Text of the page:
This invention provides a liposome composition comprising a liposome containing an internal solution comprising one or more encapsulated transition metal ions and one or more therapeutic agents, providing that if the liposome has a lipid composition consisting of sphingomyelin and cholesterol or if the one or more therapeutic agents is solely doxorubicin, the one or more encapsulated ions is not solely manganese. This invention also provides the aforementioned liposome composition wherein the liposomes are in an external solution.

This invention also provides a method of loading liposomes with an agent, wherein the liposome composition is a liposome composition as described above, the method comprising: selecting an agent that is capable of crossing membranes of liposomes in the composition when present in the external solution of the composition but incapable of crossing said membranes when in a complex with the one or more metal ions in the internal solution, adding the selected agent to the external solution of the composition, and maintaining the agent in the external solution for sufficient time to load the agent.

This invention also provides methods for preparing, selecting or designing liposomes, comprising selecting a metal ion for encapsulation in a liposome to achieve a desired retention of an encapsulated agent in the liposome. Thus, a method for providing, preparing or selecting a liposome composition having a preferred loading or retention property for a selected agent according to this invention may comprise:

  • a) providing a first liposome composition as described above;
  • b) adding the selected agent to the external solution of the composition of (a) for a time sufficient to provide for loading of the agent into liposomes of the composition;
  • c) providing a second liposome composition as described above;
  • d) adding the selected agent to the external solution of the composition of (c) for a time sufficient to provide for loading of the agent into liposomes of the composition;
  • e) comparing amount of agent loaded or agent retention for liposomes of the composition resulting at (b) to liposomes of the composition resulting at (d); and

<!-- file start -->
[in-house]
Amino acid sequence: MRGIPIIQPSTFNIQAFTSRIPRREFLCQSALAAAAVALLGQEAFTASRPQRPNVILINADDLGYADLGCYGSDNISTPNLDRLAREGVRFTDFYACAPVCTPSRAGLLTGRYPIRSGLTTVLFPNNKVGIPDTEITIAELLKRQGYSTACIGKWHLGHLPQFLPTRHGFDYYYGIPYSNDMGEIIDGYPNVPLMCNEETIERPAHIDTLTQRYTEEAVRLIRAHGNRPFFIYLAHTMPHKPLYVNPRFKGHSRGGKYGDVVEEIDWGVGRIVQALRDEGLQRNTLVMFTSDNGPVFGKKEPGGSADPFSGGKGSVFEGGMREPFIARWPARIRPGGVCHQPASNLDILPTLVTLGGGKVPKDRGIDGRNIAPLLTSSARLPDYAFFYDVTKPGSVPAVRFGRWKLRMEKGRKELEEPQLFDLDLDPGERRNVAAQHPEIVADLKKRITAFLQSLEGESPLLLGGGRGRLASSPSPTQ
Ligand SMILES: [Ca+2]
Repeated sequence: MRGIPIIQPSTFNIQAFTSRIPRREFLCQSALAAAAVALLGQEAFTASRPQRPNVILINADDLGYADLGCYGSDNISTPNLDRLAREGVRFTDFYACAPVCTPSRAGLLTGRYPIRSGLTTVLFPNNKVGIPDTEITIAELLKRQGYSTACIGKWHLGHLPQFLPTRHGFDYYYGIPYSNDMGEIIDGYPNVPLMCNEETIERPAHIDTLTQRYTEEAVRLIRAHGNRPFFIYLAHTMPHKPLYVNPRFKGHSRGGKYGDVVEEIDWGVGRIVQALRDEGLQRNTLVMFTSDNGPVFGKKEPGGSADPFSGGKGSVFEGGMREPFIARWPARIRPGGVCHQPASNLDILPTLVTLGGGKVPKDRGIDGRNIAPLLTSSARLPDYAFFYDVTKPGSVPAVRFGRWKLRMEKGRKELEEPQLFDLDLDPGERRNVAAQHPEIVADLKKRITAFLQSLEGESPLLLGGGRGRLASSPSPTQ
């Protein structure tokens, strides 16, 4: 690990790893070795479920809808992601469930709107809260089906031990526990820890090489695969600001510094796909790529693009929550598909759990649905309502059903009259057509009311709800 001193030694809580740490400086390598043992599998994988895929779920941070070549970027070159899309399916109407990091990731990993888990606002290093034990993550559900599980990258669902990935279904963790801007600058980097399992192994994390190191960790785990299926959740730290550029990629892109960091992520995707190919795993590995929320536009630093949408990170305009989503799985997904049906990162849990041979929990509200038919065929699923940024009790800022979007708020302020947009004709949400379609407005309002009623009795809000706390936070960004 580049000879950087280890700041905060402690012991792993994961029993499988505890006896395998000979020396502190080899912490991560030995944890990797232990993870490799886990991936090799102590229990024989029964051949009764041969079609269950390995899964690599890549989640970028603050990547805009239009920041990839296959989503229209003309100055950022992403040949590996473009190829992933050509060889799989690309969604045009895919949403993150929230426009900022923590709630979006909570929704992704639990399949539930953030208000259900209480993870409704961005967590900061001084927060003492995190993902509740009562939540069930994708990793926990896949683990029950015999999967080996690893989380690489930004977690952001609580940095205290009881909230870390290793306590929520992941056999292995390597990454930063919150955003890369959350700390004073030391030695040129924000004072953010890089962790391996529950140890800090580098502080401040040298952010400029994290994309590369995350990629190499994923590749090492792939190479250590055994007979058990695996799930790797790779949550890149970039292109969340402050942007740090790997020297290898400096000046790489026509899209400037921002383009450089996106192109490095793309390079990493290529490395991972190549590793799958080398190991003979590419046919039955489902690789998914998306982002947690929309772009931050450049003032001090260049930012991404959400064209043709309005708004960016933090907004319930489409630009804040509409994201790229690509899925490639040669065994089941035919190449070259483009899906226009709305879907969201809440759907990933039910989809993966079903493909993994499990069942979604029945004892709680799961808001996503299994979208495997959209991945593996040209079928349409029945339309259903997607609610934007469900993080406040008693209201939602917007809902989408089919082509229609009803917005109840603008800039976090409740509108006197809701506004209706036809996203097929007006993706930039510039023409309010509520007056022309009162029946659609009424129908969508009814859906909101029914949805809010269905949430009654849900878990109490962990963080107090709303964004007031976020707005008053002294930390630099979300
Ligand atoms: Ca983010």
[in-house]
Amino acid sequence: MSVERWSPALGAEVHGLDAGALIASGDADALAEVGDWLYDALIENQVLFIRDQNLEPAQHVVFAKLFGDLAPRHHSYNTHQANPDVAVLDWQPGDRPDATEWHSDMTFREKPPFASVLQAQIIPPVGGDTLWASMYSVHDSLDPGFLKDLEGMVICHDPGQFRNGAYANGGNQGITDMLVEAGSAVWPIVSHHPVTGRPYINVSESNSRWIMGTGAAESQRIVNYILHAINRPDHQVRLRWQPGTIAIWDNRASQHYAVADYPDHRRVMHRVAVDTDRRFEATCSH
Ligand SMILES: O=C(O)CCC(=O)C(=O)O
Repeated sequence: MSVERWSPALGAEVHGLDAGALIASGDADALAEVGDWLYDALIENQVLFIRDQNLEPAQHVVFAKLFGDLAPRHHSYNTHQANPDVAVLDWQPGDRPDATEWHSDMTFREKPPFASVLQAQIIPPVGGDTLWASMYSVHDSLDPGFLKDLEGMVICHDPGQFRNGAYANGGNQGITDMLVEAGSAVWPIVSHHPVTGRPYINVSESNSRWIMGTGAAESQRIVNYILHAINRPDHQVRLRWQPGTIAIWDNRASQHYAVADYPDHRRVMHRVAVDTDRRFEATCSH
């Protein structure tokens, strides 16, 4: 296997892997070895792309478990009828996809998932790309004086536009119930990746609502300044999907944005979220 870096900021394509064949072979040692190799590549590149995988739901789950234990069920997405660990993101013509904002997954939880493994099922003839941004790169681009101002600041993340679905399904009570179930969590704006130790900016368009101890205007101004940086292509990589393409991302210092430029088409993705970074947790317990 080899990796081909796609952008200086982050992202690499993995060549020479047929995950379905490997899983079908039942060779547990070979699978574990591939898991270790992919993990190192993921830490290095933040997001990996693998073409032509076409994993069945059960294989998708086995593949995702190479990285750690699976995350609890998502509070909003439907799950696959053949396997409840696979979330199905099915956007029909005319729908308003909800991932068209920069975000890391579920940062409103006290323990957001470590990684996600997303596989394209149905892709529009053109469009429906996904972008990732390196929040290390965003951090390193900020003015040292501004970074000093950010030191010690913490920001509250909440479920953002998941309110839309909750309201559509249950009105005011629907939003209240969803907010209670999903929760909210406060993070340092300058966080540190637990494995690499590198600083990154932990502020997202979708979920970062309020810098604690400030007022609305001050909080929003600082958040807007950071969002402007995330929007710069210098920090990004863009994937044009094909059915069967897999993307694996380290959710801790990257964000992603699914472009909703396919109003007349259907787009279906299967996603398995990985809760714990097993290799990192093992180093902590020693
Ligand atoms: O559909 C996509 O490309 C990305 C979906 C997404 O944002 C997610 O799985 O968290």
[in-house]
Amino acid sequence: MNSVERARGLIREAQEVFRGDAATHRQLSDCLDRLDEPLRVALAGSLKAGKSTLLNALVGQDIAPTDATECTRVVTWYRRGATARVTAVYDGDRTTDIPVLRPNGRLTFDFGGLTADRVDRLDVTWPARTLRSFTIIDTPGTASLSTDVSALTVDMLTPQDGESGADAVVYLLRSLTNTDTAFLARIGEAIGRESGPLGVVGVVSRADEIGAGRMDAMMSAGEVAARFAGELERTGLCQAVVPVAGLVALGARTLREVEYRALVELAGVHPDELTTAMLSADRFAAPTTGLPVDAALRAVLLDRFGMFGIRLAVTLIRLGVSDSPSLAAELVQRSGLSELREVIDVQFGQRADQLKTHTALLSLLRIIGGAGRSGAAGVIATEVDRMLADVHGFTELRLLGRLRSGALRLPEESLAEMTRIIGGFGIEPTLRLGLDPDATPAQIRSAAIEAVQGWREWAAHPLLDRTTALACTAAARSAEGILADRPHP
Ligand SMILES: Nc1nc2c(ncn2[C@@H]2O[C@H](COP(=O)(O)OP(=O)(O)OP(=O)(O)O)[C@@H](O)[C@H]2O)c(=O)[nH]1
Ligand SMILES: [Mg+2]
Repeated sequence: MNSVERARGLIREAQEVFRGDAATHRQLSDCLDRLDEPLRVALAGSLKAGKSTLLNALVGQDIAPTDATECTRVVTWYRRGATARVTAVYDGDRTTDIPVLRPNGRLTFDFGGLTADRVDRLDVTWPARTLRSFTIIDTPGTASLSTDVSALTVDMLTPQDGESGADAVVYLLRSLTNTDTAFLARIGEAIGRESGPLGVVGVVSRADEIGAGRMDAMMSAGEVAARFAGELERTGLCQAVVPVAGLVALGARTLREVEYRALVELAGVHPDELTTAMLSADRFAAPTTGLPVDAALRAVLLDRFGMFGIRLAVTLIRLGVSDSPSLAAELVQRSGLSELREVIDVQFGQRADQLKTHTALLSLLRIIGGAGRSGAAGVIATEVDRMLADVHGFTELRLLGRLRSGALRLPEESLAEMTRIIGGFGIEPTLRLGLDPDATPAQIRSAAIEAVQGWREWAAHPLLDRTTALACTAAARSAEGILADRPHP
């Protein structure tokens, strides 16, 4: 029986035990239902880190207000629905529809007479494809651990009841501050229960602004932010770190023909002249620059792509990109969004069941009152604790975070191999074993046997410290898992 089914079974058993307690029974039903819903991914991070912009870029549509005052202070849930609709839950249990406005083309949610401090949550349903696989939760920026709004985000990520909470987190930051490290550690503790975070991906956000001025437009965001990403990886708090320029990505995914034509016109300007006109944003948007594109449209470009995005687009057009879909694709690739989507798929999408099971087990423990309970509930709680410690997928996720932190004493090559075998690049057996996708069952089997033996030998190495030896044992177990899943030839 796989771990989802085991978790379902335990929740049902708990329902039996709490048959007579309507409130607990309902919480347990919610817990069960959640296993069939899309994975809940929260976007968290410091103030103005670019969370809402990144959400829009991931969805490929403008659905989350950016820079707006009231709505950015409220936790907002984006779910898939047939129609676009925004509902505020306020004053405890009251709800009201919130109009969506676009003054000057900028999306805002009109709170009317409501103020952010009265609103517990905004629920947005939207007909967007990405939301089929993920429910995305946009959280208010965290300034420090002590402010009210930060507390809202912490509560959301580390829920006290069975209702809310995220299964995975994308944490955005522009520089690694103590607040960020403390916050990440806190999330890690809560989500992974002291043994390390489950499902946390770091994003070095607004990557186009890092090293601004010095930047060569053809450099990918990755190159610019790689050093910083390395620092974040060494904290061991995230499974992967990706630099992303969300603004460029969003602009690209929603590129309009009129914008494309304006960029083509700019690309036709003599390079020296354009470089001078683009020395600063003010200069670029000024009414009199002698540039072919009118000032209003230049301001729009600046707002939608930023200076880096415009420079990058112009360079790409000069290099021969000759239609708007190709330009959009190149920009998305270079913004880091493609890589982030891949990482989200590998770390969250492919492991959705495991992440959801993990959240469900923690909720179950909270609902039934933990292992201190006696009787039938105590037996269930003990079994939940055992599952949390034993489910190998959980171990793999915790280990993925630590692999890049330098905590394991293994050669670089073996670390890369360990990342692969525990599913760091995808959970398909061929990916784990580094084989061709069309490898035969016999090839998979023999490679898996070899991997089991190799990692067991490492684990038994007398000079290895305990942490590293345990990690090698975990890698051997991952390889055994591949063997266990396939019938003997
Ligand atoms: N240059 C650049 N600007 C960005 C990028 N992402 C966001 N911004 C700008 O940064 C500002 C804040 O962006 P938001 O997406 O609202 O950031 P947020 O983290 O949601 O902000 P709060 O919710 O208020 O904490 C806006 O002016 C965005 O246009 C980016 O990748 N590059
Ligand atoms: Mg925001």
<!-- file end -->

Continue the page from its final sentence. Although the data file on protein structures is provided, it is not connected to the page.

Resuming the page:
• f) selecting, providing, or preparing the liposome composition resulting at (b) or (d) having a preferred loading or retention,
    wherein the liposome composition of (a) and (c) differ by one or more of: (i) metal ions present in the internal solution; (ii) lipids in the liposomes of the liposome composition; iii) time and/or temperature conditions sufficient to provide for loading of the agents; and iv) the concentration of metal ions present in the internal solution.
BRIEF DESCRIPTION OF THE DRAWINGS

FIG. 1A: A graph showing loading of irinotecan into DSPC/DSPG (80:20 mole ratio) liposomes as a function of time using 100 mM Cu(II)gluconate buffered to pH 7.4 with triethanolamine (TEA) as the internal medium and 300 mM sucrose, 20 mM HEPES, 30 mM EDTA (SHE), pH 7.4 as the external medium. Loading was carried out at 50° C. at a drug-to-lipid mole ratio of 0.1:1.

FIG. 1B: A graph showing loading of daunorubicin into DSPC/DSPG (90:10 mole ratio) liposomes as a function of time using 150 mM CuSO4, 20 mM histidine adjusted to pH 7.4 with TEA as the internal medium and SHE, pH 7.4 as the external medium. Loading was carried out at 60° C. at a drug-to-lipid weight ratio of 0.1:1.

FIG. 2: A graph showing loading of irinotecan into DPPC/Chol (55:45 mole ratio) liposomes as a function of time using 100 mM Cu(II)gluconate adjusted to pH 7.4 with TEA as the internal medium and SHE, pH 7.4 as the external medium. Loading was carried out at 50° C. at a drug-to-lipid weight ratio of 0.1:1.

FIG. 3: A graph showing loading of epirubicin into DSPC/DSPE-PEG2000 (95:5 mole ratio) liposomes as a function of time using 300 mM MnSO4, 20 mM imidazole, pH 7.4 as the internal medium and SHE, pH 7.4 as the external medium. Loading was carried out at 60° C. at a drug-to-lipid weight ratio of about 0.2:1.

FIG. 4A: A graph showing loading of irinotecan into floxuridine (FUDR) containing DSPC/DSPG liposomes at an 85:15 mole ratio as a function of time using 100 mM Cu(II)gluconate, 220 mM TEA, pH 7.4 as the internal medium and 300 mM sucrose, 20 mM HEPES, pH 7.4 as the external solution. FUDR was passively encapsulated and irinotecan loading was carried out at 50° C. at a drug-to-lipid mole ratio of 0.1:1.

FIG. 4B: A graph showing loading of irinotecan into FUDR-containing DSPC/Chol/DSPG (70:10:20 mole ratio) liposomes as a function of time using 100 mM Cu(II)gluconate, 220 mM TEA, pH 7.4 as the internal medium and either 20 mM HEPES, 150 mM NaCl (HBS), pH 7.4 (●) or 300 mM sucrose, 20 mM HEPES, pH 7.4 (∘) as the external buffer. FUDR was passively encapsulated and irinotecan loading was carried out at 50° C. at a drug-to-lipid mole ratio of 0.1:1.

FIG. 5: A graph showing loading of irinotecan into carboplatin-containing DSPC/DSPG (80:20 mole ratio) liposomes as a function of time using 150 mM CuSO4 adjusted to pH 7.4 with TEA as the internal medium and SHE, pH 7.4 as the external buffer. Carboplatin was passively encapsulated and irinotecan loading was carried out at 60° C. at a drug-to-lipid weight ratio of 0.1:1.

FIG. 6: A graph showing loading of daunorubicin into cisplatin-containing DSPC/Chol (55:45 mole ratio) liposomes as a function of time using 150 mM CuCl2 adjusted to pH 7.4 with NaOH as the internal medium and HBS, pH 7.4 as the external medium. Cisplatin was passively encapsulated and daunorubicin loading was carried out at 60° C. at a drug-to-lipid weight ratio of 0.1:1.